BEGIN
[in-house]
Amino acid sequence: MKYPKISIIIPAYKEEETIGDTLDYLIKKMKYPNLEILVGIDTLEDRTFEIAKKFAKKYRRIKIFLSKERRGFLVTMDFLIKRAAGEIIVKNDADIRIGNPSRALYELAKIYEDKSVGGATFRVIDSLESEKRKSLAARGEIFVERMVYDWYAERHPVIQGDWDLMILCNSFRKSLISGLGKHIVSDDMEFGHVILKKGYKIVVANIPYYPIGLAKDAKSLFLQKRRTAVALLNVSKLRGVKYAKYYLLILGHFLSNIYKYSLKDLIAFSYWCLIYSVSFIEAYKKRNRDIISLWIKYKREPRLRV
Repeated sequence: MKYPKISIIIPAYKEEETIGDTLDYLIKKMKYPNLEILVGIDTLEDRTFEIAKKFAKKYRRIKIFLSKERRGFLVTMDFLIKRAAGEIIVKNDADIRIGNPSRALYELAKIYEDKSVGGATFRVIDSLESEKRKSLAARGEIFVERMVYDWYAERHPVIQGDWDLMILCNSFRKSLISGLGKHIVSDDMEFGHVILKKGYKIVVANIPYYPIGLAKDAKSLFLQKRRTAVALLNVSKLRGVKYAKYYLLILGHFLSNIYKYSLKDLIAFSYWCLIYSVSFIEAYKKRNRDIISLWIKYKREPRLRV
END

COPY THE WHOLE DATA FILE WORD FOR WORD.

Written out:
[in-house]
Amino acid sequence: MKYPKISIIIPAYKEEETIGDTLDYLIKKMKYPNLEILVGIDTLEDRTFEIAKKFAKKYRRIKIFLSKERRGFLVTMDFLIKRAAGEIIVKNDADIRIGNPSRALYELAKIYEDKSVGGATFRVIDSLESEKRKSLAARGEIFVERMVYDWYAERHPVIQGDWDLMILCNSFRKSLISGLGKHIVSDDMEFGHVILKKGYKIVVANIPYYPIGLAKDAKSLFLQKRRTAVALLNVSKLRGVKYAKYYLLILGHFLSNIYKYSLKDLIAFSYWCLIYSVSFIEAYKKRNRDIISLWIKYKREPRLRV
Repeated sequence: MKYPKISIIIPAYKEEETIGDTLDYLIKKMKYPNLEILVGIDTLEDRTFEIAKKFAKKYRRIKIFLSKERRGFLVTMDFLIKRAAGEIIVKNDADIRIGNPSRALYELAKIYEDKSVGGATFRVIDSLESEKRKSLAARGEIFVERMVYDWYAERHPVIQGDWDLMILCNSFRKSLISGLGKHIVSDDMEFGHVILKKGYKIVVANIPYYPIGLAKDAKSLFLQKRRTAVALLNVSKLRGVKYAKYYLLILGHFLSNIYKYSLKDLIAFSYWCLIYSVSFIEAYKKRNRDIISLWIKYKREPRLRV